My take on it right now is that, despite options to play OnLive on an iPad or with a special ‘microconsole’ that connects directly to a TV and a gamepad, it’s very much a PC thing. For one, it’s running the games on a PC somewhere. For a second, the cheapest, most readily-available means of accessing it is a PC. Any PC, so long as it’s online. The hardware in that PC is more or less academic, which is bad news for the processor and graphics cards industries but good news for anyone who wants to play high-end PC games without having to upgrade any time soon.
For the console companies, even the concept of this stuff must be absolutely terrifying. Who would want to drop £200-300 on a big ugly box to stick underneath their telly, and one into which they had to pick up new plastic discs all the damned time, when they could just hit a button on either a PC or a gamepad that talked directly to their internet-enabled TV and start playing any game right there and then?
For the PC… well, it’s a bit different. If these games are being played on high-end PCs somewhere, should these services and concepts become successful that rather suggests there’ll be lots of games being made that take advantage of high-end hardware. I.e. a PC. Why not make these games directly as well as remotely available to PC owners – especially given, as with today’s status quo you’ll get the best possible visuals, customisation and whatnot on PC, so there’s a good chance this of all platforms has the best chance of continuing to thrive alongside OnLives and Gaikais. We’re a long way off a streaming video really being able to rival the visual quality of a high-res PC game – while it might be almost possible for the richest of the richest, the road to getting the majority of internet connections suitably high speed is a ludicrously long one.
The flipside concern is that even a PC becomes an unnecessary part of the chain, if tablets and phones finally stumble across a way to have decent controls, if internet-enabled TVs bundled with console-like gamepads become big, or even just if Xbox 4 or PlayStation 5 elect to become nothing more than a tiny plastic box streaming cloud games into an HDMI port. Click’n’play is going to be a lot more appealing than waiting two hours for Steam to download it, then finding your graphics card isn’t up to it or you’ve run out of hard drive space. Or more appealing than loading an MMO and finding there’s a 1.5GB patch to download and then the file’s corrupted and aaargh. The PC is the home of complexity and often that’s a good thing – but a little more ease of access wouldn’t be a bad thing. How the PC adapts to cloud gaming is going to be just as fascinating as how the console-makers adapt: because the thing about cloud gaming is that, in theory, it works on any platform and any hardware. A screen, an internet connection and some manner of controller are all it really needs.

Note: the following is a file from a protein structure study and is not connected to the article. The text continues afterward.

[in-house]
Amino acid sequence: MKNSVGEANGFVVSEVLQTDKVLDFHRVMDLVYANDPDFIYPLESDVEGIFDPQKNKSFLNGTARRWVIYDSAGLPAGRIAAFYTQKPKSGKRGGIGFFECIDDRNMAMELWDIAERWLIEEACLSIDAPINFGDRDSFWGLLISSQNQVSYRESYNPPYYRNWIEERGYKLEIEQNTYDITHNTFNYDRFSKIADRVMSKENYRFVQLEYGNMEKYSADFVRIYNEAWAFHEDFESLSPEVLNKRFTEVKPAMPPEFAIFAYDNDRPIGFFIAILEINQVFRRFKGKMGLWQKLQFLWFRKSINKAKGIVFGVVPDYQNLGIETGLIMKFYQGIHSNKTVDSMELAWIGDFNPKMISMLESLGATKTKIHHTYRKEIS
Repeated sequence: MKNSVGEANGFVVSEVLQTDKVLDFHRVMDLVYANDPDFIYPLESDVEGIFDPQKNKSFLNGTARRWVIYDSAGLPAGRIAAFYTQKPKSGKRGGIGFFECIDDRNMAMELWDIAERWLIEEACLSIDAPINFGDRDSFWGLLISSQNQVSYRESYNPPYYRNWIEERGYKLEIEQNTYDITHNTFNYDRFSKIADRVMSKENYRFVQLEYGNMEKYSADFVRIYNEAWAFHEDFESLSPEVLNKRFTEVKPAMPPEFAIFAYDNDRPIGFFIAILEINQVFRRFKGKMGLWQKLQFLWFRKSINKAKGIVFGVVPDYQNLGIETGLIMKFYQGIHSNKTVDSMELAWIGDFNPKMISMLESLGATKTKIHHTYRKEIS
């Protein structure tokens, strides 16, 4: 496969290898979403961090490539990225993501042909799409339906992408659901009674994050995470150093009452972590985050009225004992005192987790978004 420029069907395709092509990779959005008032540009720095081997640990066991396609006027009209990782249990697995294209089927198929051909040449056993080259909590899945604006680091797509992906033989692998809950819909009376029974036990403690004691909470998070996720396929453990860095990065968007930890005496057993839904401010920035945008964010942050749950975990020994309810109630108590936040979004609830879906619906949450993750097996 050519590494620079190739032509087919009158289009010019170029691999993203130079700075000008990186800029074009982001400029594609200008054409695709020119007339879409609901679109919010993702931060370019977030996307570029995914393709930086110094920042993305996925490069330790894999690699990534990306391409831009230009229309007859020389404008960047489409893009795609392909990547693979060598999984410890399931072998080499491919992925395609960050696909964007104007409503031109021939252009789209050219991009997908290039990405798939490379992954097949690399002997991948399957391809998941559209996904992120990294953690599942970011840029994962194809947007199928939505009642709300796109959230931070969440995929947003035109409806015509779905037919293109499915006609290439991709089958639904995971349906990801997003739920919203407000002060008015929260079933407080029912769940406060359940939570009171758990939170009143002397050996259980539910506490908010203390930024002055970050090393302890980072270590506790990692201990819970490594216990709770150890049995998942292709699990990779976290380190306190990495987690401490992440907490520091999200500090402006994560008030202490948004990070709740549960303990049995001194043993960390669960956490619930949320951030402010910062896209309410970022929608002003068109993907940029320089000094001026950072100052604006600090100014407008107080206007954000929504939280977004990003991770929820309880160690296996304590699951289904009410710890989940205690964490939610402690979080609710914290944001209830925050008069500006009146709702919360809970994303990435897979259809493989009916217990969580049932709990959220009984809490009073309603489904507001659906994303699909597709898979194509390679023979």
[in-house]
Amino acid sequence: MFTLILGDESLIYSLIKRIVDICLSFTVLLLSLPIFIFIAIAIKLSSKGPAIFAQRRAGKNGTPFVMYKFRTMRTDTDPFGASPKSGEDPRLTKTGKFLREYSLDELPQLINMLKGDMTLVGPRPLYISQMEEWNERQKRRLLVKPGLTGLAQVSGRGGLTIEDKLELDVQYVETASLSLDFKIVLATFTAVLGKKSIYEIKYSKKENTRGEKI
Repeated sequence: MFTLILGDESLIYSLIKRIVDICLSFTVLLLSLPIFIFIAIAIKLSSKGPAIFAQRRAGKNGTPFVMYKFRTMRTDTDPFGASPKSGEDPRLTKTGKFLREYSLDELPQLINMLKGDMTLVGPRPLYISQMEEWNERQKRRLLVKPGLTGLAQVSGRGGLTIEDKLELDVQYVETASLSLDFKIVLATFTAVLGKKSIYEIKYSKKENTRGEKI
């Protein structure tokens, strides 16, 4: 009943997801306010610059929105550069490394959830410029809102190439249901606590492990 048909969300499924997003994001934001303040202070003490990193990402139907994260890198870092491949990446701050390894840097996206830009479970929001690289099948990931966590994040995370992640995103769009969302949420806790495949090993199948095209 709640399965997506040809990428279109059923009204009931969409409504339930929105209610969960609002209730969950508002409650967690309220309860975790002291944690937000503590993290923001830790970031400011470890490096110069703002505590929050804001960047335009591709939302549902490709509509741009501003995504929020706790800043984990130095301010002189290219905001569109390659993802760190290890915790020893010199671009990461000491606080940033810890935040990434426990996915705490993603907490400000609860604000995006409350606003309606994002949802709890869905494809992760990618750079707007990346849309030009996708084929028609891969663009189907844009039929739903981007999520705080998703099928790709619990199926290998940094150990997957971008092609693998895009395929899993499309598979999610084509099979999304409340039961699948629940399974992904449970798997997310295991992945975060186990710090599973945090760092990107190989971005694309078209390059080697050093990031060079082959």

Contrary to all that again is stuff like modding, indie games and (almost) lag-free multiplayer. The PC, the most unbound and adaptable gaming platform there is, can only remain king there. Cloud gaming cannot beat it on that front, even if it manages to marginalise it on others.
And that’s before you get into the issue of not really owning anything – just renting access to something played somewhere else, and relying on the fact that the service doesn’t fold, games aren’t cynically switched off in favour of sequels, and someone like Lulzsec doesn’t decide to knock all the servers offline for an hour, a day, a week, a month. Cloud gaming’s an amazing concept – but it’s also a bit sunshine and daisies, based on the presumption that everything will be A-Okay, Every Day. The events of the last month or two do seem to suggest that we’d be pretty foolish to be 100 per cent reliant on remote services for our digital entertainment. They don’t, however, mean that the games and technology industry is going to lose interest in the cloud as a platform. This is only going to grow, I’m sure of it.
Again, don’t mistake for me for being hysterical about this – while OnLive and Gaikai’s offering has improved significantly over the last year, I’m quite sure we’re many years away from the point where it could become anything like the norm for gaming. But it is on the rise, it is improving and we should take it seriously – both as a new gaming platform and as the next step in the PC’s fascinating, ever-changing, ever technology-defining history.
So expect a little bit more coverage of Cloud Gaming to appear on RPS in the not-too-distant. Question is – should we make it regular? Over to you.